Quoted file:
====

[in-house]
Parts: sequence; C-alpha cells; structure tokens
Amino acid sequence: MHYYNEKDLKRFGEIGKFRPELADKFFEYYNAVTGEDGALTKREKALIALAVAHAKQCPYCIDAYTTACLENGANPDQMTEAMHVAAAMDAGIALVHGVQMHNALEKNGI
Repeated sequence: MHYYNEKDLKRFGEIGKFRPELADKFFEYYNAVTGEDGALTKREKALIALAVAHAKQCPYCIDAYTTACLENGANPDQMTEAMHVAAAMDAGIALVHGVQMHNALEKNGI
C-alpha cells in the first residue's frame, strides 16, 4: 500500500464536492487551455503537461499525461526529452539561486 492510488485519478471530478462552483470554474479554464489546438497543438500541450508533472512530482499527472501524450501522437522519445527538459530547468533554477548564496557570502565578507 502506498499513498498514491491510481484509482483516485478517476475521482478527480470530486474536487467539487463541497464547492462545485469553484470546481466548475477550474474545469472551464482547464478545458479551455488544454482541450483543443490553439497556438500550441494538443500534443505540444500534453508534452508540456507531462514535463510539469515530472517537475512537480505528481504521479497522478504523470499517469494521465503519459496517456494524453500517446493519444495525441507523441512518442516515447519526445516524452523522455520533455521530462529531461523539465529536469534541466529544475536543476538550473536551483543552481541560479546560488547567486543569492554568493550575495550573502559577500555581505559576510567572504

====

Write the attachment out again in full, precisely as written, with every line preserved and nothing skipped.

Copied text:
[in-house]
Parts: sequence; C-alpha cells; structure tokens
Amino acid sequence: MHYYNEKDLKRFGEIGKFRPELADKFFEYYNAVTGEDGALTKREKALIALAVAHAKQCPYCIDAYTTACLENGANPDQMTEAMHVAAAMDAGIALVHGVQMHNALEKNGI
Repeated sequence: MHYYNEKDLKRFGEIGKFRPELADKFFEYYNAVTGEDGALTKREKALIALAVAHAKQCPYCIDAYTTACLENGANPDQMTEAMHVAAAMDAGIALVHGVQMHNALEKNGI
C-alpha cells in the first residue's frame, strides 16, 4: 500500500464536492487551455503537461499525461526529452539561486 492510488485519478471530478462552483470554474479554464489546438497543438500541450508533472512530482499527472501524450501522437522519445527538459530547468533554477548564496557570502565578507 502506498499513498498514491491510481484509482483516485478517476475521482478527480470530486474536487467539487463541497464547492462545485469553484470546481466548475477550474474545469472551464482547464478545458479551455488544454482541450483543443490553439497556438500550441494538443500534443505540444500534453508534452508540456507531462514535463510539469515530472517537475512537480505528481504521479497522478504523470499517469494521465503519459496517456494524453500517446493519444495525441507523441512518442516515447519526445516524452523522455520533455521530462529531461523539465529536469534541466529544475536543476538550473536551483543552481541560479546560488547567486543569492554568493550575495550573502559577500555581505559576510567572504